We should expect wines that thrill and win us over. Not Ifs, Ands, and Butts. Not lame, banal wines. And not wines lacking complexity. In other words, not the wines — I hate to say it again — that we tasted rigorously blind over the last two days.

It’s going to take a lot of patience and time for Brunello producers to rediscover their sure footing, confidence, and passion for their Sangiovese and the ability of this difficult and extraordinary grape to deliver stupendous wines when planted here in its homeland.

Perhaps producers should grow it only in the best growing sites for Sangiovese in Montalcino, where roughly 2,000 hectares planted to vine would be better utilized for other grape varieties — vineyards perhaps better suited for potatoes. The tasting of the 2006 vintage was the umpteenth example of this.

I will never tire of asking you to continue to believe in this magical land and this great wine and the willful women and men of Montalcino who — God willing — continue to make wine here.

—Franco Ziliani


8 thoughts on “Brunello 2006 “a work in progress”: Franco Ziliani’s first impressions of Benvenuto Brunello 2011

  1. Pingback: Bombe glacé and 2006 Brunello on my mind… « Do Bianchi

  2. The very fact that Franco rightfully complains that some of the approved Montalcino zone is not of the highest quality in regards to its soils tells one that he is not approaching this assignment with total objectivity. That and the fact that he is complaining about the total number of wines to taste over the course of two days.

    Yes, that is a lot of wines to taste in a short time, especially with several hundred other journalists. But to dismiss the 2006 vintage they way he does is not a proper analysis. I tasted the wines earlier in the week and found many lovely wines- 2006 is an excellent vintage. Now whether it is a four-star of five-star vintage, I’ll leave that to others.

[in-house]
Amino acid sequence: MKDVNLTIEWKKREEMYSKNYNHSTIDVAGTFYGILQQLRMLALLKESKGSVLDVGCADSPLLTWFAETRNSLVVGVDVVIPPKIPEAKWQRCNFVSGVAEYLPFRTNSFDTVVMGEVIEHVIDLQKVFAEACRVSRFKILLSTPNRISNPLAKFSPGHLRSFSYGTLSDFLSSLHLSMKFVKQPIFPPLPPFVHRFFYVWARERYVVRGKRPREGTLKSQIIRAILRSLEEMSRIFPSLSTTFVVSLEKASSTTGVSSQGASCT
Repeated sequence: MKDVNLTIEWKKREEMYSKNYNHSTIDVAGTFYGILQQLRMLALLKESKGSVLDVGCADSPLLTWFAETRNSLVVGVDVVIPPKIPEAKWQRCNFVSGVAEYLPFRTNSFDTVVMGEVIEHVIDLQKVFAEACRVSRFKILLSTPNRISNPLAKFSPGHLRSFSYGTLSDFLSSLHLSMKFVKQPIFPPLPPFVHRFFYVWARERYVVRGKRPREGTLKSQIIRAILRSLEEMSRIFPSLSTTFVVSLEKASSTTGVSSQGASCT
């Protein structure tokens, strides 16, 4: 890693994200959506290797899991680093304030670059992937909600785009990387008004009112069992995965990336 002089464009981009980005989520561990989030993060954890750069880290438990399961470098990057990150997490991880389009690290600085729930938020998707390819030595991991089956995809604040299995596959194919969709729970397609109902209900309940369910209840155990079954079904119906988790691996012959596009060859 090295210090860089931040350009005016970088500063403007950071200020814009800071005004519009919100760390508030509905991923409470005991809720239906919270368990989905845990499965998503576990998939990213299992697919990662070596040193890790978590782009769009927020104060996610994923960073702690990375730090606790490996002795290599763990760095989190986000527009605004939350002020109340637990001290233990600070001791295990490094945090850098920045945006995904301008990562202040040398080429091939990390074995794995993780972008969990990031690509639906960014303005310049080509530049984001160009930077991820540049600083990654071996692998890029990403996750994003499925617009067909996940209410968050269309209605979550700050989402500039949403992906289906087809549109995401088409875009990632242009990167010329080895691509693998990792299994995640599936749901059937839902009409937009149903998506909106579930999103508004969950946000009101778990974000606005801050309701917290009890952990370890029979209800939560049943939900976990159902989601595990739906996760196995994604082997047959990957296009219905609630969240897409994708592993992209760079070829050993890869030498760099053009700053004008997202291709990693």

Franco, yes there are always wines that are not entirely satisfactory and even a few that are poorly made. Let’s face it, there are some dull estates in this area. But that’s the same everywhere – you’ve got some pretty ordinary producers of Meursault as well as Cabernet Sauvignon in Napa Valley. But you don’t take the whole area down because of a few bad wines.

    Try the bottlings of Il Poggione, Col d’Orcia, Sesta di Sopra, Uccellieria, Poggio Antico, Talenti, Ciacci Piccolomini and several dozen others and then try to tell me that 2006 is not that special a vintage. These are classiclally made Brunellos.

    Franco, I greatly respect your palate and knowledge, but to write that “it is going to take a lot of time and patience to rediscover their sure footing” regarding Sangiovese is a gross overstatement. It seems to me you are very emotional about this, which is fine. But please review the wines with the proper critical judgment.

  3. I think that many of us jump to the defense of wineries that we have put our faith into for many years. I don’t think we want to believe that these wines might suffer, especially due to the prices we pay. However, I think some very good points have been made here.